Budgets, featured, home, Money, personal finance, Real Estate

Home Ownership & You

When our parents were growing up, life was simple. Back in those days, it seems there was a blueprint followed to life. Our parents graduated college, started their first jobs, got married, bought their first homes, and began growing their family with the addition of children and pets. It seems those days are a thing of the past and today, young adults in modern society are faced with the difficulties and challenges of societal changes that deem it almost impossible to attain the simple dreams of home ownership.

Why Are Things So Different Now?

Well, before we discuss the now, let’s travel a bit. So, if you’ve not yet ordered that passport, do, so, for we are about to go back….way back in time….to a simple life. The year was 1946 and life in America was a simple one. The cost of living was so low that the average income was about $2,600.00. Yes, youngsters, you read that correctly, $2,600.00 (when compared to the 2006 average annual salary of $37,900, that is still too low for most families to survive on). The average price of a home was $5,150 (compared to 2006 average home prices of $266,000). The average monthly rent was $35 (compared to 2006 $950).

The average price of a NEW car was $1,125.00 (compared to 2006 average prices of $26,000). The price of postage stamps was $.03 (compared to 2006 $.39). Tuition cost for one year attendance to Harvard was $420.00 (compared to 2006 $30,275). Most importantly, gasoline was $.55 per gallon (compared to 2006 $3.03).

Now Fast-forward to 2018 COL Averages

  1. Average Salary: $59,039*  (last year available 2016)
  2. Average Home Price: $368,500
  3. Average Monthly Rent: $1,231
  4. Average New Car Price: $36,270
  5. Postage Stamps:  $.49
  6. One Year Tuition to Harvard: $46,340
  7. Average Gasoline Price: $3.40 (premium)

Why Are Things so Expensive?

Over the years, the normalcy of life in America has changed dramatically. For example, first time home buyers once ranged in the ages of 25-34 in the 80’s, but now, the average first time home buyer is 44 years old. The cost of education has risen so much that most college graduate’s debt are purely student loans, with the average cost of education being $43,260 annually without room & board. As a result, American students owe a collective debt of $1.2 trillion in student debt.

As the country continues to recover from the Great Recession that led to the crumbling of the real estate industry, insurance industry, and financial markets; young adults in America are left footing the bill. This has taken from their ability to build financial structure, causing these young adults to always feel as if they are either “starting over” or “drowning” under all the college debt they’ve accumulated over the years to better their employment opportunities.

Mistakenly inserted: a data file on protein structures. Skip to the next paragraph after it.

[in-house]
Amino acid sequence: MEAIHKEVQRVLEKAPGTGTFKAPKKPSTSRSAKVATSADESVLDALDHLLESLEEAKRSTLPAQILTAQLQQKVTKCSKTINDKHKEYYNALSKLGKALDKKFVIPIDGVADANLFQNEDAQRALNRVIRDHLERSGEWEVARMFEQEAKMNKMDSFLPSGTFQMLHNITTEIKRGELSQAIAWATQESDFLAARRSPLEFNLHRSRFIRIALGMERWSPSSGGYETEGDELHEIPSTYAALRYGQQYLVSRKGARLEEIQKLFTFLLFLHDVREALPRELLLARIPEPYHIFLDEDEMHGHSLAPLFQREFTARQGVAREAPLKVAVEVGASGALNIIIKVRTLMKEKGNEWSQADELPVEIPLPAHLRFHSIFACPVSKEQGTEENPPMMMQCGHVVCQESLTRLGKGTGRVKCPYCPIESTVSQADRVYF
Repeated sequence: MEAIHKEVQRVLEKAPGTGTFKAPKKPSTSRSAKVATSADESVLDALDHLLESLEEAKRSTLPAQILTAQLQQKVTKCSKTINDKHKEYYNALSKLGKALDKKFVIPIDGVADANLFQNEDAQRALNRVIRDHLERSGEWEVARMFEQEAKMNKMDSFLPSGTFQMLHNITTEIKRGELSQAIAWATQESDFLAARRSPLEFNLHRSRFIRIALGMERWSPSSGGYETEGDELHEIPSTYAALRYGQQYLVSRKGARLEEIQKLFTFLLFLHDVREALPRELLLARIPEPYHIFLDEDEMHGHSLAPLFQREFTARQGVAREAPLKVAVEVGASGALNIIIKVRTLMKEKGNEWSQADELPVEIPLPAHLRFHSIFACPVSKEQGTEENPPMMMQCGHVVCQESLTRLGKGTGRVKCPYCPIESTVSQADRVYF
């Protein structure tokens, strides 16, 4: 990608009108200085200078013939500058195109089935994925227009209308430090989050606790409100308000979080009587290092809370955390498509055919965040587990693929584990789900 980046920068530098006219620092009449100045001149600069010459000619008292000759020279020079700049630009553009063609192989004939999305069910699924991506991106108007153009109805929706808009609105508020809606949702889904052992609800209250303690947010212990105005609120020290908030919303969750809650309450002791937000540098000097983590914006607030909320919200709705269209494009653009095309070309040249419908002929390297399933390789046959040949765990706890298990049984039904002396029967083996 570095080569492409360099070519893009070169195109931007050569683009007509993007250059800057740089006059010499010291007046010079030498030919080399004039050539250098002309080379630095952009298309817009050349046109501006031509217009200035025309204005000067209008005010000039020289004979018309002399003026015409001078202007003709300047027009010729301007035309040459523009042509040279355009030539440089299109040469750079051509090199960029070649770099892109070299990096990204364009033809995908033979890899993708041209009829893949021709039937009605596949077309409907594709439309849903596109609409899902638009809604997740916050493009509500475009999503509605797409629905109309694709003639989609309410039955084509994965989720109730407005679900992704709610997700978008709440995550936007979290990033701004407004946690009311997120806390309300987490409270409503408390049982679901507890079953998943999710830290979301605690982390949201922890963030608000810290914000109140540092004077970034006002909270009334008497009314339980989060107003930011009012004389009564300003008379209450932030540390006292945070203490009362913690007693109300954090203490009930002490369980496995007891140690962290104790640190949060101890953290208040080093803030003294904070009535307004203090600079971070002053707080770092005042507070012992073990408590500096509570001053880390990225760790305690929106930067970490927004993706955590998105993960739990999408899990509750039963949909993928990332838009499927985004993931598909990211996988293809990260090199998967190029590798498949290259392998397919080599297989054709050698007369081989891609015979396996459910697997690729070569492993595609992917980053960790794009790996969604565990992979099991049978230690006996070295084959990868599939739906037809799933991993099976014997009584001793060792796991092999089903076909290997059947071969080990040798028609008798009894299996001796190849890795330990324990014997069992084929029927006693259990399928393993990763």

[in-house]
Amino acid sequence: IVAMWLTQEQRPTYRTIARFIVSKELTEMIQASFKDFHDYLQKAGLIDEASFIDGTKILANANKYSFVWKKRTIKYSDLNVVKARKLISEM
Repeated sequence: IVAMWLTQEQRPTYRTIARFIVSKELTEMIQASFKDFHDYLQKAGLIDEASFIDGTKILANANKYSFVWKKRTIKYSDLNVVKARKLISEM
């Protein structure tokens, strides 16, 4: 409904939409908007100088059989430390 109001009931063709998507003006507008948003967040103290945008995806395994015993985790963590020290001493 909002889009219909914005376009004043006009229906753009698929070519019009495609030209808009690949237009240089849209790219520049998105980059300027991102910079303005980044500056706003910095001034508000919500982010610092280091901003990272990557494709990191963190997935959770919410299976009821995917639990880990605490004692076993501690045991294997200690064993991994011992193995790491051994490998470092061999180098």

With the federal minimum wage currently at $7.25, there is truly no real explanation to why things are so expensive. One would think the cost of living would match the expected return on income for consumers, however, with explanations such as inflation, blah blah blah; current young adults are left confused and drained from a system that provides no real solutions and many problems for them to bear on their shoulders.

But You Still Want a Home Right?

So, what do you do if you still wish to have a piece of that America pie (dream). Well, here are some simple steps to follow:

  1. Understand your financial transcript. This includes knowing your assets, liabilities, and net worth. Trust me, finding out this number may be numbing, but you will make better decisions once you know how much cash you have, what you owe, and what your financial leverage is.
  2. Create a plan to pay off your debt. Even if it’s $100 monthly, create a plan, know the timeline, and stick to it. Buying a home is a large investment, and so you want to be financially secure prior to signing those papers and getting those keys.
  3. Keep your job. Yep, that boss annoys your life to the point of nonexistence, but keeping your job is key in reaching your dreams. The more longevity you have at a position, the better you look to banks and other financial institutions that you’ll have to ask for money to make that important purchase.
  4. Save. Save. Save. Yes, saving is important. You want to save 10% of your annual earnings each year, or even more if you can. The more you save, the more you’ll have once you own that home. After all, when you purchase that home, there will be other cost to starting your new life.
  5. Live with your parent. OMG!!??!!….did you read that right. YES YOU DID!!! Live at home with your parents and help them with their bills, while saving your money. This will bring your plans to fruition quicker than you think. Don’t follow the norm of running into the world unprepared and get eaten alive. Stay at home, save your dollars, and believe it or not, you will own that home in no time.

So, Good Luck!

I can promise you, if you keep to these simple five steps, you will be able to purchase your first home in less time than you think. Good luck young generation. Always remember, the future is in your hands, so make decisions that not only benefit you, but the world around you.

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